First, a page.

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Jim finds new way to make babies

Written by on May 10, 2024

Treasurer Jim Chalmers has hinted at measures to bolster Australia’s dwindling birthrate in the upcoming May budget, but has ruled out lump-sum payments akin to the Howard government-era baby bonus scheme.

Australia’s recent surge in population growth, buoyed by a soaring migration intake, has become a hot button political issue, and has led to calls for the government to bolster natural population growth rather than solely rely on international arrivals.

Dr Chalmers, himself a father of three, on Friday flagged additional support in next Tuesday’s budget for Australian families to have more children if they wished.

“I know that people will make their own choices and I don’t pretend for a moment that the government should direct those choices, but we want to make it easier for people to have bigger families if they want to,” Dr Chalmers said.

Asked if the further support would mirror the now-dumped baby bonus, a program established in the 2004 budget by then-treasurer Peter Costello, Dr Chalmers said the government believed there were other options to give families more opportunities to grow.

“We found a better way to support people who make that choice,” he said.

The Treasurer also pointed to existing measures the government had announced which were designed to give people greater flexibility when planning for children.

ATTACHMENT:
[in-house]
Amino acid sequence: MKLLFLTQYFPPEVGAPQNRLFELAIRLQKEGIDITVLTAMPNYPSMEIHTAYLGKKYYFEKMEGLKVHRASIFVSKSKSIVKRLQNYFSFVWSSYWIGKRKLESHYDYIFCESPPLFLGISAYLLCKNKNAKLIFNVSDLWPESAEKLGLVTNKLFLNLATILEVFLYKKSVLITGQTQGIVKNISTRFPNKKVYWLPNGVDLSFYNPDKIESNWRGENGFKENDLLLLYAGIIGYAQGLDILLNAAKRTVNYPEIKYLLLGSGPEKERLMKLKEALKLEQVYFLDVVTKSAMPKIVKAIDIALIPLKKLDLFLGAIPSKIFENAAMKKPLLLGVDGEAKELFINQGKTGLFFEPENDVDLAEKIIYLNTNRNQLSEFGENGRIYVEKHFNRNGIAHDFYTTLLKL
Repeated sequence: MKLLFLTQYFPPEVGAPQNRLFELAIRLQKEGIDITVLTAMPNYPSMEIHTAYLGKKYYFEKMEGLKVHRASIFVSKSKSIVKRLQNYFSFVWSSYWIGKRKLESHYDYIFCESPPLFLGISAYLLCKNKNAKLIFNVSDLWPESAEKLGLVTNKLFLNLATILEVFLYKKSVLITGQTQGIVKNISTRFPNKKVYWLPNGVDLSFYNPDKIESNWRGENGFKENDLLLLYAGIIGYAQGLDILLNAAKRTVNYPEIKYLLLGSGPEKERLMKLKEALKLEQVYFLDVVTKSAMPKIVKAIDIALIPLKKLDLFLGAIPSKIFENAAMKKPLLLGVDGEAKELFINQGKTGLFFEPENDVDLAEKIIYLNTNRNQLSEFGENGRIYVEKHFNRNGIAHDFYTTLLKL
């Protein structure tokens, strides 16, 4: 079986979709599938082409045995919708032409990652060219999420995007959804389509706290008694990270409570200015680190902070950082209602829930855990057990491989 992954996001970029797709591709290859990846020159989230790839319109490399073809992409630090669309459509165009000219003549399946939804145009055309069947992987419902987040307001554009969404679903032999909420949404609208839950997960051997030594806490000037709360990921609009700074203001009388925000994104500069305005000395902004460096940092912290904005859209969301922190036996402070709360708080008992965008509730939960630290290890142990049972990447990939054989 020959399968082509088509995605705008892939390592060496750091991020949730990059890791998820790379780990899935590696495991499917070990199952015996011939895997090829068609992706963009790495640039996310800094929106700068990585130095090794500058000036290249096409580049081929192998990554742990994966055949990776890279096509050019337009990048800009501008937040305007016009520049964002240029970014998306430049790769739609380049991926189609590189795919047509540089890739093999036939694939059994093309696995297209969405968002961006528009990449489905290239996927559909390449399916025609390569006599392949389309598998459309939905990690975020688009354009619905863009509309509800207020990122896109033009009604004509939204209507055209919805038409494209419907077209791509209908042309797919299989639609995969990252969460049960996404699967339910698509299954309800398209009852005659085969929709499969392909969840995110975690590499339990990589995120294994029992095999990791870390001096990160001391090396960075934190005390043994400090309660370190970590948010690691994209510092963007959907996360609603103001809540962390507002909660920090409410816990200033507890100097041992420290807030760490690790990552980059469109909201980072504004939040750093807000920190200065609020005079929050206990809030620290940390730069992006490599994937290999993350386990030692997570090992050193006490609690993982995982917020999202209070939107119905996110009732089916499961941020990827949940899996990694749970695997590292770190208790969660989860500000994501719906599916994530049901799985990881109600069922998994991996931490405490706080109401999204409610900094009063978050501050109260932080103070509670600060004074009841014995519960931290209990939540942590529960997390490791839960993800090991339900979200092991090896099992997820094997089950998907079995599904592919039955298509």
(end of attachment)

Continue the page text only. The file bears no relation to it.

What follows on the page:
“We’re making these enormous investments in early childhood education,” Dr Chalmers added.

“We can expand paid parental leave and pay the superannuation guarantee on that paid parental leave.”

According to official estimates published by the Bureau of Statistics, Australia’s population rose by 2.5 per cent in the year to September to 26.8 million, driven by a record jump in international migration, up more than half a million in the 12 month period.

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Meanwhile, the natural increase – which measures births minus deaths – fell to just 111,000 over the same period, 3.9 per cent lower than the prior 12 months.

Responding to demands to clampdown on migration, the upcoming budget forecasts are set to show net overseas migration will be slashed from 518,000 in the 2023 financial year, to 395,000 in the current financial year.

Net overseas migration is then tipped to decline further, easing to 260,000 in 2025-26, before returning to 235,000 in 2026-27 in line with its pre-pandemic trajectory.